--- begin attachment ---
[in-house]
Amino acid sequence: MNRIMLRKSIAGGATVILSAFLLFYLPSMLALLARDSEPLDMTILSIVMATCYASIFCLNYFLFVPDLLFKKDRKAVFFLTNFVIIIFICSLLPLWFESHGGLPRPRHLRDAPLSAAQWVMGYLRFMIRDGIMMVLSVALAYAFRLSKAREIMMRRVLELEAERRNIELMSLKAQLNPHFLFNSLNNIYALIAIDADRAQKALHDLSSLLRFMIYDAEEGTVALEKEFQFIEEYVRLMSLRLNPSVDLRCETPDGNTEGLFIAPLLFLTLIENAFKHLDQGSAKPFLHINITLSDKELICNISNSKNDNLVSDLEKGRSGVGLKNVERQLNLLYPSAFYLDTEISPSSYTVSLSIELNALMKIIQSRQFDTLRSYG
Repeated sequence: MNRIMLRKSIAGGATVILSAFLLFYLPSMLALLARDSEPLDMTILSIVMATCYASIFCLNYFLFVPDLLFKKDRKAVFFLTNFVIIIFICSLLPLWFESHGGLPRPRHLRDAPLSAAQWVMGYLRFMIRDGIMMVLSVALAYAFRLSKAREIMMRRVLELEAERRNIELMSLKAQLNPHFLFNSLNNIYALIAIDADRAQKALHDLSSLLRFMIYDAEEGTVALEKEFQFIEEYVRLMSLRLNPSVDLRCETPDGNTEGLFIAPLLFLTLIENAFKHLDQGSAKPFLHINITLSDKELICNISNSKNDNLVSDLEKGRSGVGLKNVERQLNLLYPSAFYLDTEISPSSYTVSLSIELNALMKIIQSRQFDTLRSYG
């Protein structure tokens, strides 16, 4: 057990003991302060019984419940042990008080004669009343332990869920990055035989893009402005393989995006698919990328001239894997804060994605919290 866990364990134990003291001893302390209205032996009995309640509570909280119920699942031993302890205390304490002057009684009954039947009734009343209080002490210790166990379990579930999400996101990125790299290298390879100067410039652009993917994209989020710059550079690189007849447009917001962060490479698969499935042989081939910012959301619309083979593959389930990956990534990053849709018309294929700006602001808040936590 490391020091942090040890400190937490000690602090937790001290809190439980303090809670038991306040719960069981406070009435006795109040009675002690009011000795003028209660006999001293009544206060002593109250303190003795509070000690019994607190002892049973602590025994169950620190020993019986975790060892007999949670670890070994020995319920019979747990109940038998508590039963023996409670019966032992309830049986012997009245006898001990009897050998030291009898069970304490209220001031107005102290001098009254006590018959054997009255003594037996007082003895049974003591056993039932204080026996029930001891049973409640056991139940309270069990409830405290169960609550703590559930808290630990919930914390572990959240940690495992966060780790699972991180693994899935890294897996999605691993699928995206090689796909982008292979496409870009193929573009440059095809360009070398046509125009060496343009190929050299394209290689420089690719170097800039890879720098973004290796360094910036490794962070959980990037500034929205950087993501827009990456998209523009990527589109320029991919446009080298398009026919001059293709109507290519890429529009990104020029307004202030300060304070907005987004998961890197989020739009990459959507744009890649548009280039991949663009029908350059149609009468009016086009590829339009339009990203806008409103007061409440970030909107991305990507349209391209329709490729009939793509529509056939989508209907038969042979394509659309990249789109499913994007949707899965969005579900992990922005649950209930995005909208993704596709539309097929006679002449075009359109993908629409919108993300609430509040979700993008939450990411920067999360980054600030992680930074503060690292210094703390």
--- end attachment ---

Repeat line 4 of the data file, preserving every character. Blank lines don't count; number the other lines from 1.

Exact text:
């Protein structure tokens, strides 16, 4: 057990003991302060019984419940042990008080004669009343332990869920990055035989893009402005393989995006698919990328001239894997804060994605919290 866990364990134990003291001893302390209205032996009995309640509570909280119920699942031993302890205390304490002057009684009954039947009734009343209080002490210790166990379990579930999400996101990125790299290298390879100067410039652009993917994209989020710059550079690189007849447009917001962060490479698969499935042989081939910012959301619309083979593959389930990956990534990053849709018309294929700006602001808040936590 490391020091942090040890400190937490000690602090937790001290809190439980303090809670038991306040719960069981406070009435006795109040009675002690009011000795003028209660006999001293009544206060002593109250303190003795509070000690019994607190002892049973602590025994169950620190020993019986975790060892007999949670670890070994020995319920019979747990109940038998508590039963023996409670019966032992309830049986012997009245006898001990009897050998030291009898069970304490209220001031107005102290001098009254006590018959054997009255003594037996007082003895049974003591056993039932204080026996029930001891049973409640056991139940309270069990409830405290169960609550703590559930808290630990919930914390572990959240940690495992966060780790699972991180693994899935890294897996999605691993699928995206090689796909982008292979496409870009193929573009440059095809360009070398046509125009060496343009190929050299394209290689420089690719170097800039890879720098973004290796360094910036490794962070959980990037500034929205950087993501827009990456998209523009990527589109320029991919446009080298398009026919001059293709109507290519890429529009990104020029307004202030300060304070907005987004998961890197989020739009990459959507744009890649548009280039991949663009029908350059149609009468009016086009590829339009339009990203806008409103007061409440970030909107991305990507349209391209329709490729009939793509529509056939989508209907038969042979394509659309990249789109499913994007949707899965969005579900992990922005649950209930995005909208993704596709539309097929006679002449075009359109993908629409919108993300609430509040979700993008939450990411920067999360980054600030992680930074503060690292210094703390």